Representatives From Over 30 Countries Discuss Public Financial Management for Economic Prosperity in Asia at CAPA and World Bank Forum
May 18, 2016 | Kuala Lumpur | English
Senior representatives from governments, Supreme Audit Institutions, and professional accountancy organizations representing virtually every country and jurisdiction in Asia gathered in Malaysia to discuss how improved public financial management can promote better public services, accountability and transparency to support poverty reduction and economic growth.
The 2nd Financial Reform for Economic Development (FRED II) Forum in Asia—hosted in Kuala Lumpur by the Confederation of Asian and Pacific Accountants (CAPA) and the World Bank—included thought leaders and development partners from 33 Asian jurisdictions, including larger economies such as China, India, and Japan, and smaller ones such as Afghanistan, Bhutan, and Cambodia. The two-day landmark forum was a joint initiative of CAPA and the World Bank, and strongly supported by the International Federation of Accountants® (IFAC®).
“The increasing economic significance of Asia, together with ASEAN’s economic integration, is a potential game-changer for many of the region’s nations. However, success will depend on wide and deep acceptance of the principles of effective, accountable, and transparent governance. This is especially true of Asia’s public sector institutions, which must set the right policy directions and deliver high quality sustainable services if they are to maximize opportunities for their citizens in the global economy,” said CAPA Chief Executive, Brian Blood.
In her message to the Forum on emerging trends in Asia, World Bank Governance Senior Director Deborah Wetzel said, “the scope of challenges we face across the world today makes our focus on improved and strengthened governance a critically important area—in the form of (i) open, effective and accountable institutions that promote inclusive development, respond to citizens, and promote citizen engagement; (ii) efficient revenue mobilization that allows governments to be more inclusive and comprehensive in service delivery and poverty reduction; and (iii) effective public institutions that are critical in underpinning sustainable growth.”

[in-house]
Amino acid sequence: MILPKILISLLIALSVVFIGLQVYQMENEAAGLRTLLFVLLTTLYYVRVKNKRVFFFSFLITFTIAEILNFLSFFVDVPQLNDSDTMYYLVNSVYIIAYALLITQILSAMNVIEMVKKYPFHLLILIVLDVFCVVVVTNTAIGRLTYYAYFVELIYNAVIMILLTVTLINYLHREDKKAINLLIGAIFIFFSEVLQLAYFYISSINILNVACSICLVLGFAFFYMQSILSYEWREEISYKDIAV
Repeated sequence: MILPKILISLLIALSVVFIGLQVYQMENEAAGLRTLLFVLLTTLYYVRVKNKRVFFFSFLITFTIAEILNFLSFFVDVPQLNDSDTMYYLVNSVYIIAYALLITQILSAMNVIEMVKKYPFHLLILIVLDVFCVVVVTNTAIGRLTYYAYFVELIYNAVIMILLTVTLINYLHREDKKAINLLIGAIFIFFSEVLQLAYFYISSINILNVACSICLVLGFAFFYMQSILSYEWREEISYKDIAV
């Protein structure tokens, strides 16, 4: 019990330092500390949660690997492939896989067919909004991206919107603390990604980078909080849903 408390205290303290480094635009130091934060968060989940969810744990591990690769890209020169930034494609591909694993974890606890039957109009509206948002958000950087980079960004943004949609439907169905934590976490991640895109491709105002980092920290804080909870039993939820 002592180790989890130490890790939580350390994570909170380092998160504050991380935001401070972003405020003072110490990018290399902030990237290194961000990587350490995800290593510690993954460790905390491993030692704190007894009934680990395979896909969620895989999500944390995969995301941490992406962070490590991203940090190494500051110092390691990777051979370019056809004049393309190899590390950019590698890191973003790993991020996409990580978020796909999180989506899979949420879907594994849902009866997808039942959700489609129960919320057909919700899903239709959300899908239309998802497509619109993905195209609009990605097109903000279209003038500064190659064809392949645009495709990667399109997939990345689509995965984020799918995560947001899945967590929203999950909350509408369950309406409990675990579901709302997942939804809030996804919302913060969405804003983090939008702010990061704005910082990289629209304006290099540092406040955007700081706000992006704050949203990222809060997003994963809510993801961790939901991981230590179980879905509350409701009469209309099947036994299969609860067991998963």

“Achieving sustainable economic growth requires the coordination of public and private sector leaders who are dedicated to sound decision making based on high-quality information, accountability, and transparency,” said Fayez Choudhury, Chief Executive Officer of IFAC. “The accountancy profession plays a critical role in ensuring that sound financial management practices—in both the public and the private sectors—lead to economic development both globally and in Asia, as the region looks to emerge from recent financial pressures. FRED II advances an important discussion about the effectiveness of public financial management in building and sustaining economies.”
Two key papers were highlighted at the forum:
Attracting and Retaining Finance Personnel in the Public Sector—a solutions-oriented approach developed by CAPA to help jurisdictions embrace the challenge of identifying, attracting, and retaining professional accountants and other key financial personnel to the public sector.